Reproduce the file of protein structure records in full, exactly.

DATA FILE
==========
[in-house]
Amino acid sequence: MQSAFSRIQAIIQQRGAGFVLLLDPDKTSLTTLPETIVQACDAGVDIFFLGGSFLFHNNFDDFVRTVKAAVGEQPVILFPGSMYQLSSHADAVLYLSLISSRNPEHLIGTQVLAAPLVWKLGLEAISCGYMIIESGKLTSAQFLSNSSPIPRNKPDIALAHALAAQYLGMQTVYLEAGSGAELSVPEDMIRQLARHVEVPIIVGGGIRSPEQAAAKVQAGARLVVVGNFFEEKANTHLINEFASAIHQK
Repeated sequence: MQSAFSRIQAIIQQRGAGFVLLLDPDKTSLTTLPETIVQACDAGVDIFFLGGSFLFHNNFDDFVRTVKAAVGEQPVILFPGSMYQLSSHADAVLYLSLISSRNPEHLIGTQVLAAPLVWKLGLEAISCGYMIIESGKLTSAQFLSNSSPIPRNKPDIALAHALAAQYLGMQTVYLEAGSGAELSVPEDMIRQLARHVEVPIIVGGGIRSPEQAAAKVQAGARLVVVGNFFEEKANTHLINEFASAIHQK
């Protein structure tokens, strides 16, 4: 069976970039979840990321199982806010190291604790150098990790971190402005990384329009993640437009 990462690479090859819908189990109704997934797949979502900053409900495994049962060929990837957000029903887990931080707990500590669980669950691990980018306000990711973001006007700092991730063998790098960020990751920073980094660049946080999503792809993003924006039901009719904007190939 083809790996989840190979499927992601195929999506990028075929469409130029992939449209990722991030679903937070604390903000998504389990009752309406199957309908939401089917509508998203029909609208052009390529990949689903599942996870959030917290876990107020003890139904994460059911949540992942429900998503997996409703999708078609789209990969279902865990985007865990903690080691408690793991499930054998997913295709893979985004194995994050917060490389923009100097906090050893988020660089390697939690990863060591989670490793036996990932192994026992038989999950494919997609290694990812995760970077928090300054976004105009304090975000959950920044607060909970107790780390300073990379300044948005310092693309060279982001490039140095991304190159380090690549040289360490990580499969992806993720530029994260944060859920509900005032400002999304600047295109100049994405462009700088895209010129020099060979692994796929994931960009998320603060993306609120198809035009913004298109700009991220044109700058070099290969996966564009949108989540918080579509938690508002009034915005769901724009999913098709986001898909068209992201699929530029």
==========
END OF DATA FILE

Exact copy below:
[in-house]
Amino acid sequence: MQSAFSRIQAIIQQRGAGFVLLLDPDKTSLTTLPETIVQACDAGVDIFFLGGSFLFHNNFDDFVRTVKAAVGEQPVILFPGSMYQLSSHADAVLYLSLISSRNPEHLIGTQVLAAPLVWKLGLEAISCGYMIIESGKLTSAQFLSNSSPIPRNKPDIALAHALAAQYLGMQTVYLEAGSGAELSVPEDMIRQLARHVEVPIIVGGGIRSPEQAAAKVQAGARLVVVGNFFEEKANTHLINEFASAIHQK
Repeated sequence: MQSAFSRIQAIIQQRGAGFVLLLDPDKTSLTTLPETIVQACDAGVDIFFLGGSFLFHNNFDDFVRTVKAAVGEQPVILFPGSMYQLSSHADAVLYLSLISSRNPEHLIGTQVLAAPLVWKLGLEAISCGYMIIESGKLTSAQFLSNSSPIPRNKPDIALAHALAAQYLGMQTVYLEAGSGAELSVPEDMIRQLARHVEVPIIVGGGIRSPEQAAAKVQAGARLVVVGNFFEEKANTHLINEFASAIHQK
């Protein structure tokens, strides 16, 4: 069976970039979840990321199982806010190291604790150098990790971190402005990384329009993640437009 990462690479090859819908189990109704997934797949979502900053409900495994049962060929990837957000029903887990931080707990500590669980669950691990980018306000990711973001006007700092991730063998790098960020990751920073980094660049946080999503792809993003924006039901009719904007190939 083809790996989840190979499927992601195929999506990028075929469409130029992939449209990722991030679903937070604390903000998504389990009752309406199957309908939401089917509508998203029909609208052009390529990949689903599942996870959030917290876990107020003890139904994460059911949540992942429900998503997996409703999708078609789209990969279902865990985007865990903690080691408690793991499930054998997913295709893979985004194995994050917060490389923009100097906090050893988020660089390697939690990863060591989670490793036996990932192994026992038989999950494919997609290694990812995760970077928090300054976004105009304090975000959950920044607060909970107790780390300073990379300044948005310092693309060279982001490039140095991304190159380090690549040289360490990580499969992806993720530029994260944060859920509900005032400002999304600047295109100049994405462009700088895209010129020099060979692994796929994931960009998320603060993306609120198809035009913004298109700009991220044109700058070099290969996966564009949108989540918080579509938690508002009034915005769901724009999913098709986001898909068209992201699929530029």